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From there we started on the trek back to the base station by way of the final miles of the race course. To my surprise the trail was like night and day from the conditions I ran earlier that morning. The mud was literally knee deep in areas and it wasn’t watery mud, but real sticky thick mud. I saw numerous shoes abandoned on the trail and imagined what it would be like doing the rest of the course barefoot. I took a mental note to ensure I made my laces super tight before the sprint start just 8 hours away, and knew that little piece of information might pay off big. Once we arrived at the base station the team portion of the event was over and it was time to move on to the individual portion.

Traditionally there are only about 40% of the participants who start that make it past the individual tasks and are able to finish the 12 HR HH. However, you never really know where you are in that 40% so it’s just best to go big and hope for the best. Our task was to memorize a point on a map that we would have to travel to. If you’ve ever done any type of land navigation you know it’s already difficult with a map, now imagine taking that away in an unfamiliar environment. I studied the map and decided to use certain obstacles as little bread crumbs or attack points to get me to the first point which was about two miles away. Right around midnight we were off and I started running by myself along the route in my head. I was definitely having flashbacks to a few months prior during the night land navigation portion of the Best Ranger Competition. However, I was confident after winning that portion of the competition, trekking almost 30 miles cross country with a 50lbs ruck.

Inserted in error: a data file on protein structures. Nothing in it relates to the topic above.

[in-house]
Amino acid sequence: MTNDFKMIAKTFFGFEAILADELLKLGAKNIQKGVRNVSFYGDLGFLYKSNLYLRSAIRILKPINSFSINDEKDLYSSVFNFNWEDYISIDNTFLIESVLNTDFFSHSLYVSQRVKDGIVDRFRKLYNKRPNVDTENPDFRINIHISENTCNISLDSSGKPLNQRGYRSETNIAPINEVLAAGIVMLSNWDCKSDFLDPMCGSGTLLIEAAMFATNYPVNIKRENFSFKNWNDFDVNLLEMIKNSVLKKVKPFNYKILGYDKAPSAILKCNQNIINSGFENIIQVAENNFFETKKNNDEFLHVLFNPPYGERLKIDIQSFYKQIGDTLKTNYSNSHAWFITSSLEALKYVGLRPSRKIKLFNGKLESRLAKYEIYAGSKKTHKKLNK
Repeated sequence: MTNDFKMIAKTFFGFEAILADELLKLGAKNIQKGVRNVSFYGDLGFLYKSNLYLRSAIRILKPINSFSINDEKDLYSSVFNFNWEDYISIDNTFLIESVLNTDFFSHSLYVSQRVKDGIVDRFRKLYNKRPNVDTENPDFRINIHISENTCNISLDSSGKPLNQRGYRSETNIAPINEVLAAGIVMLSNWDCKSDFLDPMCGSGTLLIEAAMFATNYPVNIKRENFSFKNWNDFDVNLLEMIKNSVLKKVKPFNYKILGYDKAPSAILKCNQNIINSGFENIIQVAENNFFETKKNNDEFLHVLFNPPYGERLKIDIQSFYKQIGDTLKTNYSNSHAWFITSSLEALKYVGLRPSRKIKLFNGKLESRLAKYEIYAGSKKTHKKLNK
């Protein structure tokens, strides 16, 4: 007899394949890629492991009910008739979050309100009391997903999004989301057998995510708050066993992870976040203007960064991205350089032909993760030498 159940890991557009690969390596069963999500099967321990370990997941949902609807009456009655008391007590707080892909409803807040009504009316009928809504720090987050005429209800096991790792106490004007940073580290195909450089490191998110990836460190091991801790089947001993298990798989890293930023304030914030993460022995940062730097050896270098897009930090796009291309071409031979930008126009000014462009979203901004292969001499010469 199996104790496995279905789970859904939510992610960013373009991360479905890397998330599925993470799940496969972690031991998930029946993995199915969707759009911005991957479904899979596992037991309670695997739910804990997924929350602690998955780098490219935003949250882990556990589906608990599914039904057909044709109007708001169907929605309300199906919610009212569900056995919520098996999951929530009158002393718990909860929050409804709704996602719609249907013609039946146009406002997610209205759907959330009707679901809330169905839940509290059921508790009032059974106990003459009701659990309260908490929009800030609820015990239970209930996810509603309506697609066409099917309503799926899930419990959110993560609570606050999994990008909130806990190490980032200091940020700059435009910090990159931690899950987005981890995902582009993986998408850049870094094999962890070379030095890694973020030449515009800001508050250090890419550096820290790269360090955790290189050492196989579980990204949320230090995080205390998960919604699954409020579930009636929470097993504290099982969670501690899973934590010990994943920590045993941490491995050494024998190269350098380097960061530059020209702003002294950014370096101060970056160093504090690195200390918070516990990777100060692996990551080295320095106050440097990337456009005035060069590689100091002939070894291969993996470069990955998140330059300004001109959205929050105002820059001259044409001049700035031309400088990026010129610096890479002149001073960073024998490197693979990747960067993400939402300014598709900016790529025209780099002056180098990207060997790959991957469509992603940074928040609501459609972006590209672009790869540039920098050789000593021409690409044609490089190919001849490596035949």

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I arrived at the first point well ahead of the predicted time where I picked up one of the two five gallon buckets on the packing list. I took a look at the map and figured out the route to the second point and was off. While on this leg of the trip I began to think about what was going on, we were going to all these points to retrieve pieces to build something.  Well upon reaching my third point I realized what we had to do. With the two five gallon buckets and six foot 2×4 I was given the task to carry about ten gallons of water back to the start point over 2 miles away. Obviously there was some other creative thinking that needed to be applied to do this successfully. I filled the buckets and used the duct tape from our packing list to make lids so the water wouldn’t splash out while walking. I then used the handles and tape to attach them to the board and my apparatus was finished. Two 5 gallon bucket fully of water balanced by a 2×4 and resting on my shoulders; the next two miles would not be fun. I started to move out down the road and used my arms to help keep the buckets stable. I decided to go as long as I could before taking a break but only made it about half a mile before finding a picnic table to rest the buckets on so I wouldn’t have to lower them all the way to the ground.